Investors Like Ideas, But Measure You On Execution
After the idea, it’s all about execution. I often hear from investors that a great idea is necessary, but not sufficient. The most important thing is a proven team, meaning one who has built a startup before, and has experience with the execution process in this domain.
I’ve talked before about the best personality traits for a good entrepreneur, but I’ve never talked about the importance of process. Yes, even entrepreneurs need to follow a disciplined execution process if they want to maximize their probability for success.
Even though John Spence in Awesomely Simple, was talking about larger organizations, I think his concepts adapt equally well to a startup. Here is my adaptation of the key steps to ensure a winning execution in any business:
- Create a vision and instill values. The vision may be yours alone, but the communication has to include your team, potential investors, and customers. For most people the communication is the hard part – written, verbal, over and over again.
- Define a focused strategy. Limit the focus to a few critical areas that will yield the highest possible return. If your strategy has more than ten elements, it’s not focused. Not everything can be a priority. Do not spend any time on unimportant goals.
- Get stakeholder commitment. People who are not committed cannot be held accountable for delivering ambitious results. The guiding coalition must demonstrate 100 percent unity, or there will be a mutiny. The worst case is a silent mutiny.
- Align the objectives of principals. I have seen startups implode when principals were pitted against each other on mutually exclusive objectives, like adding more technology versus keeping costs down. Quantify time and cost goals early, get agreement from all, and measure results regularly to verify alignment.
- Every process needs a system. Define and use well-thought-out systems, manual or automated, to ensure repeatable success of every key process. The most basic element of every startup system is a written, agreed, and measurable business plan.
- Manage priorities. You must relentlessly communicate to all constituents the current priorities, and keep the total to a manageable number. One of the biggest mistakes I see in startups is a new and larger set of priorities every week, causing the team to lose momentum and lose commitment.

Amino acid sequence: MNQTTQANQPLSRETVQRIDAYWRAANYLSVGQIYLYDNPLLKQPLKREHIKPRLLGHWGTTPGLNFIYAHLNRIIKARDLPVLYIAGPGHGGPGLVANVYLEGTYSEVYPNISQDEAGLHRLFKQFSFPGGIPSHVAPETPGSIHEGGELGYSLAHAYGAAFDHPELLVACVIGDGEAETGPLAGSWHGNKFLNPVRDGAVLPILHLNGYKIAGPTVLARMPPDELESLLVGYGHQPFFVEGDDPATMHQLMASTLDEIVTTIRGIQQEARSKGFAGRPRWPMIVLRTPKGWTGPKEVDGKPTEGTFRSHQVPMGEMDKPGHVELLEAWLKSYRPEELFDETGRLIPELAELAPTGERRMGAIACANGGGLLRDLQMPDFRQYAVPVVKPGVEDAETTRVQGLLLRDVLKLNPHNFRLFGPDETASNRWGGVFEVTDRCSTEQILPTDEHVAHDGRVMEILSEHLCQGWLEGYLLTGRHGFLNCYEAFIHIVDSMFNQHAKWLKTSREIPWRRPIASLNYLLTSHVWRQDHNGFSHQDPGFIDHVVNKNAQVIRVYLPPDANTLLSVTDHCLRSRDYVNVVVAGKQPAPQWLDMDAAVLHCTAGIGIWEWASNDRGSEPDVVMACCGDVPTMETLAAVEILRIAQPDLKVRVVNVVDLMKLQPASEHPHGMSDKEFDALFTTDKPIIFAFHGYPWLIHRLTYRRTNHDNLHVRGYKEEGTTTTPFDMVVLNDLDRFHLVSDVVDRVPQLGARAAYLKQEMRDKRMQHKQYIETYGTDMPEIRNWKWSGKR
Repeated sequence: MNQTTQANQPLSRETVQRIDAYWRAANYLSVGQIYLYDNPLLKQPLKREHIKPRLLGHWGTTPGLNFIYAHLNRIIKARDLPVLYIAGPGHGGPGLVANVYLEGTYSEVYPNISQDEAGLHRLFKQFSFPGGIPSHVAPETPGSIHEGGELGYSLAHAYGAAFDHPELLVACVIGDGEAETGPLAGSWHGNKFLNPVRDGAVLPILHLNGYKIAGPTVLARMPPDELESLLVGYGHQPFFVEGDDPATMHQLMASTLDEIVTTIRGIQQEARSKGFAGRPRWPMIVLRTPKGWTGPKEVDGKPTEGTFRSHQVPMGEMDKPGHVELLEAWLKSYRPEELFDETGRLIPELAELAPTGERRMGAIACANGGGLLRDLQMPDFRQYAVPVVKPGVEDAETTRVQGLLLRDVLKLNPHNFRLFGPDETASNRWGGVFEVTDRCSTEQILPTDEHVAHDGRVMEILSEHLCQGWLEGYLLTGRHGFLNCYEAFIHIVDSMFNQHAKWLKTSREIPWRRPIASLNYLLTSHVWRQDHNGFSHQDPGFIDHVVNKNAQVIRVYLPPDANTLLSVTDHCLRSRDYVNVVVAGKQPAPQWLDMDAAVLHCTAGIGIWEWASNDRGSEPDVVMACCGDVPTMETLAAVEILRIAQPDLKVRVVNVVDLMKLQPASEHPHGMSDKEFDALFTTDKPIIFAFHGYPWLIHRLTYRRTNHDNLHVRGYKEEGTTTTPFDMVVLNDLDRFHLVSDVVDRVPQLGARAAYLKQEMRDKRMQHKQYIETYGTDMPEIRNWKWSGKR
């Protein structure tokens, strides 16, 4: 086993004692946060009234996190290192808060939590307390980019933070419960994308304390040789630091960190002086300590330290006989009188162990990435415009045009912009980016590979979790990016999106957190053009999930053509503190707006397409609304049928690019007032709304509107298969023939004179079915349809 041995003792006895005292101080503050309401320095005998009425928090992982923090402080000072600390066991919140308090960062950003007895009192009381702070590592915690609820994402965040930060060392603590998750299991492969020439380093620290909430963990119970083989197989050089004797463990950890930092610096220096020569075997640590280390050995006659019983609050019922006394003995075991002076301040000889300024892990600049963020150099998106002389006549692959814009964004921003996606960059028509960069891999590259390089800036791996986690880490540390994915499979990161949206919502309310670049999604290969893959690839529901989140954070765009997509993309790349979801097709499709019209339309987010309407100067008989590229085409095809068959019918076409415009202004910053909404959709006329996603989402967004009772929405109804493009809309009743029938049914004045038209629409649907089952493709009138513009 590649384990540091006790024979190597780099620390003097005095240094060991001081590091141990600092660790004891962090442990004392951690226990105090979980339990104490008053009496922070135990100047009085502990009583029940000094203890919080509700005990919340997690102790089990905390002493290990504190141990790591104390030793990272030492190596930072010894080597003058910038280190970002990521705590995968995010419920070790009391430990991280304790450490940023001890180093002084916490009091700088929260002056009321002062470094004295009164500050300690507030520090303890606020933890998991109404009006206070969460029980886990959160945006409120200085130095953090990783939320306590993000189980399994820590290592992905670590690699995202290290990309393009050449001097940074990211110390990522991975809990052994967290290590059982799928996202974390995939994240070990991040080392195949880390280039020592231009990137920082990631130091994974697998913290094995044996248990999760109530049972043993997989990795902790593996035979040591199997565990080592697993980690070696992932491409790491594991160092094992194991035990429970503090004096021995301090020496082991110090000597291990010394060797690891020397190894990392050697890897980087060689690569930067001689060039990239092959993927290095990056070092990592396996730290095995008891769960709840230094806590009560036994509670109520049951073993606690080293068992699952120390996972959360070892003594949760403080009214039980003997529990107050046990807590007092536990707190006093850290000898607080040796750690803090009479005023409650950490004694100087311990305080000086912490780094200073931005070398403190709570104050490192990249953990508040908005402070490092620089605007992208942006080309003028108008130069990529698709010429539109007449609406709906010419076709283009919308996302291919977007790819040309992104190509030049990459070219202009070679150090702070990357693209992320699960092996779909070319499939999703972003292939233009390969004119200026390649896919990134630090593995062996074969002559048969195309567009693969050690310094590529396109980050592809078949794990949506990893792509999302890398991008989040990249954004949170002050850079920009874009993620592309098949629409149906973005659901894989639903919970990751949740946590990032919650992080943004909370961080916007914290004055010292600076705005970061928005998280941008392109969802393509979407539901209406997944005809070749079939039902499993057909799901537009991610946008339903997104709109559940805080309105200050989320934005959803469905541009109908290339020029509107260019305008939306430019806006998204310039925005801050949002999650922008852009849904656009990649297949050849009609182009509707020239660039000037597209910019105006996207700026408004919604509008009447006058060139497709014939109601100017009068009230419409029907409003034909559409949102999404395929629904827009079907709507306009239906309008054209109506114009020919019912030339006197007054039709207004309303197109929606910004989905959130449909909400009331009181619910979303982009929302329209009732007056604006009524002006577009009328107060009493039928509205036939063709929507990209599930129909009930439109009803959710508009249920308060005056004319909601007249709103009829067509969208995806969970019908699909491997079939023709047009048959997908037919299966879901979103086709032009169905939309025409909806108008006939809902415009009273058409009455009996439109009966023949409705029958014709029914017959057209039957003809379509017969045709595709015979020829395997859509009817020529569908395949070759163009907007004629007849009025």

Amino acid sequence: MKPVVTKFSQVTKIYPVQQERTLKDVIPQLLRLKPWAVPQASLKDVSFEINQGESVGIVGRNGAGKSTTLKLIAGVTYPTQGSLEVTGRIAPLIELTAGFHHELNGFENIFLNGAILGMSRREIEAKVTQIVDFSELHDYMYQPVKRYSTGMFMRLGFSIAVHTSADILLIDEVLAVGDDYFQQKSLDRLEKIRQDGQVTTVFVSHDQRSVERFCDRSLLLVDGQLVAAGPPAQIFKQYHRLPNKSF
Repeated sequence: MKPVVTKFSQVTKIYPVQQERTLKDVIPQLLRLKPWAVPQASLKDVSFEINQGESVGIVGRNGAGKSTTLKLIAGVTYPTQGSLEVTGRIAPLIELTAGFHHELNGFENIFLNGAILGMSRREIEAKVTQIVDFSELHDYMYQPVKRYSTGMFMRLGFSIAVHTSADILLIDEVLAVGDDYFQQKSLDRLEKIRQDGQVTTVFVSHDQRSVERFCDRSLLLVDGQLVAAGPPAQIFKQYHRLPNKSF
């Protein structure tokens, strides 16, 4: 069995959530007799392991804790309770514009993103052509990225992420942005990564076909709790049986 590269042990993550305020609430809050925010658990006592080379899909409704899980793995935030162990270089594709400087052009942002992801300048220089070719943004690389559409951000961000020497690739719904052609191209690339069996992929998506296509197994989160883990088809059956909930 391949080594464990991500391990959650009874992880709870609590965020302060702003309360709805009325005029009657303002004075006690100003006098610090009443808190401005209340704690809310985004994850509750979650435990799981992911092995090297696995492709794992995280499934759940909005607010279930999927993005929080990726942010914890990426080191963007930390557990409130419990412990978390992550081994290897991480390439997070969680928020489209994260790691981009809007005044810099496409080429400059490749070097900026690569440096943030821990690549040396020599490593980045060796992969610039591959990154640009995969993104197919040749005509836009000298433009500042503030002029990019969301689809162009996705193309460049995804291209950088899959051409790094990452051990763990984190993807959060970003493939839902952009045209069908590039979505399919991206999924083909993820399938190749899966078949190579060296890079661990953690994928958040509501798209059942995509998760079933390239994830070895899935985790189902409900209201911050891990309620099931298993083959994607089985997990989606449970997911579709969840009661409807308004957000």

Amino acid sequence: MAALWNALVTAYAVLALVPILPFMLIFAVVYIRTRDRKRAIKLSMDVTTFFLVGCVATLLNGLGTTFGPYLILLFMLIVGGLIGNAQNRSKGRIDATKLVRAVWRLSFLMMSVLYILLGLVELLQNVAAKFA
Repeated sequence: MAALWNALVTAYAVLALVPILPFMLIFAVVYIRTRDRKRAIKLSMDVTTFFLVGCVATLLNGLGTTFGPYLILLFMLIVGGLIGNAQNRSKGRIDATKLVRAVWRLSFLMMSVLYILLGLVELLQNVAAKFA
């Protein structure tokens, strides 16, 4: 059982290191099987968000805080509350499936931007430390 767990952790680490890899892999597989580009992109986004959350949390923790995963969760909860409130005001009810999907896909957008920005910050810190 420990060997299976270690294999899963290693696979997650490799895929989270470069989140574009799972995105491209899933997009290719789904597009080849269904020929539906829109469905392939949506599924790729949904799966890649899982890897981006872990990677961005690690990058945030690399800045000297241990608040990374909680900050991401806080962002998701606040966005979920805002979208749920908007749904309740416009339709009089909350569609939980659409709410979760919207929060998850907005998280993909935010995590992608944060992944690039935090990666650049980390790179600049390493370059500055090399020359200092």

- Provide team support and training. People are your most valuable asset, so start with the right ones, and make sure they have the tools and training to deliver the results you are asking for. Don’t assume they know everything you know, or learn as fast as you do.
- Assign and orchestrate actions. Leaders must make sure all team members are taking the right actions (and behaviors) on a daily basis to deliver long-term performance. Even after all the previous steps, great leaders can’t afford to be merely observers. Lead by action.
- Measure, adapt and innovate. Things change in a startup, and things will go wrong. You won’t notice if you don’t measure. Measure four or five key drivers, not twenty or thirty things. Motivate everyone with an insatiable curiosity to make things one percent better every day (kaizen).
- Reward and punish. What gets measured and rewarded gets done. Be exceedingly generous with praise, celebration, recognition, small rewards, and sometimes money. Set high standards for performance and use the three T’s (train, transfer, or terminate) to deal with people unable to effectively execute the plan.
I’m not suggesting that your task execution will be perfect if you precisely follow these steps. There are far too many pitfalls and risks in a startup to imply they can all be avoided. But if you adopt this blueprint, it’s much less likely that when things get tough, your investors will be thinking of an alternate meaning for the term “execution.”
All opinions expressed are those of the author, and do not necessarily represent those of Gust.
Written by Martin Zwilling
You might also be interested in
Steve Jobs was one of those entrepreneurs who seemed universally either loved or hated, but not many will argue with his ability to innovate in the technology product arena over the years. He was instrumental in creating Apple, which has pioneered a dazzling array of new products, and even surpassed Microsoft, to become the
There is a saying in the not-for-profit world that your board members should all fall into one or more of three categories in which they can deliver: Wealth, Work or Wisdom.
In my experience, those same qualities also apply to for-profit boards:
Wealth, as in investors who can write checks and help with fundraising in future rounds;
Work, as in directors with specific
There is no such thing as a full-time angel investor (or if there is, I’ve never met one.)
If you mean someone investing mostly other people’s money through a seed fund, they are venture capitalists, and their days are spent like other VCs, meeting with prospective investments, mentoring portfolio companies, raising money from limited partners, negotiating deals, and so forth.
If you mean
Back from a hiatus, it’s time to venture forward once more. I appreciated hearing from those who asked about upcoming posts. Thanks in particular to the reader who reminded me that Part II of “Bored” of Directors Can Become Clash of Titans is still in the queue.
Let’s get right down to business: Dilution of founders’ and other early shareholders’ equity in startups
Academic snobs such as myself often place a lot of value on hard skills when hiring. No news here. Of course, we also look for great attitude and fit, given that so much – if not all – one conquers at the workplace nowadays is the result of collaboration and teamwork.
While most people in managerial positions agree with this approach